“For example, someone needed to talk to the Council, liaise with the tradesman or relay to the Government about the project,” says Paul, “it’s been great to have that backing and now we can see the fruits of their decision”.
Paul shares that the papakāinga build has also provided skills and learning opportunities for whānau members.
“One awesome kaupapa that we set up with A1 Homes was to take on one of our beneficiaries. He’s about two years into his apprenticeship”.
With the completion of stage one the Trust is now looking across the road to another piece of land of about 2.5 hectare for stage two of the papakāinga development.
A good fit
For Yvonne Sheeran (Ngāti Kahungunu), and her husband Alan, moving into their Waipatu papakāinga home in Hawkes Bay, seemed like a good fit.
The idea of not worrying about moving around all of the time was enough to convince the couple to live in one of the Waipatu papakāinga rental homes.
“At the time we were asked if we wanted to move into one of the homes. We were flatting in Havelock North but we didn’t know how much time we had in that rental. Now, being here at the papakāinga, we don’t have to worry about moving around all of the time.”
After living away from Hawkes Bay for almost 10 years, the couple decided to come home to live near their tamariki and mokopuna.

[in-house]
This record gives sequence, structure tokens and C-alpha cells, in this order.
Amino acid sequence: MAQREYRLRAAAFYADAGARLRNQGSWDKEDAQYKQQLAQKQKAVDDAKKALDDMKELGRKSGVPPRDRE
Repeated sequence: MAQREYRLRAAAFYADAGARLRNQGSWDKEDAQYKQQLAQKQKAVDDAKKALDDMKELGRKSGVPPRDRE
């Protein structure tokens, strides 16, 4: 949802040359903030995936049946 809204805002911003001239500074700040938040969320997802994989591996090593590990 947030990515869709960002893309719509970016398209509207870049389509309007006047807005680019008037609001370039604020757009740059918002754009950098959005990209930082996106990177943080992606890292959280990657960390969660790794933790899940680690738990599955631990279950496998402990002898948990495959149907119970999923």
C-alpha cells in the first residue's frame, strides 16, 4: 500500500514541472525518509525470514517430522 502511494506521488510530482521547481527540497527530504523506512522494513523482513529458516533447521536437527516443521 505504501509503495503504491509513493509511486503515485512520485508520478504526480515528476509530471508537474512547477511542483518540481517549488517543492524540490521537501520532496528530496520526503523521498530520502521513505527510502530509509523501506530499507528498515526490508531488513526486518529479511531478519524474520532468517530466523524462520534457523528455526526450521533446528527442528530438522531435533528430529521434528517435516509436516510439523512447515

For Yvonne, she is delighted with her home and says “it’s good because we can go into the shared area and sit in the sun, walk around the grounds, and talk with the other whānau.”
“It’s lovely watching the children all play. I often stand at my kitchen window and watch them all. They all yell out ‘hello nanny! And some of them come over to check if we’re alright.”
Learning who we are
Mareina Apatu (Ngāti Kahungunu) is humbled to be living in one of the Waipatu papakāinga rental homes.
The idea of raising her tamariki near other whānau is what she describes as a ‘bonus’.
“I whakapapa to here through my dad and I am learning who we are. Coming back with my whānau has been perfect for us,” says Mareina.
Mareina, her husband Quinton Wilson (Rongomaiwahine) and their five tamariki were the last of the whānau to move into the papakāinga homes.
For her part, Mareina is delighted with her new home and does not mind sharing with others what it’s like living at the papakāinga.
“We often get people dropping in once a week wanting to know about the papakāinga. I love being able to provide positive feedback. I can’t see us moving from here at all.”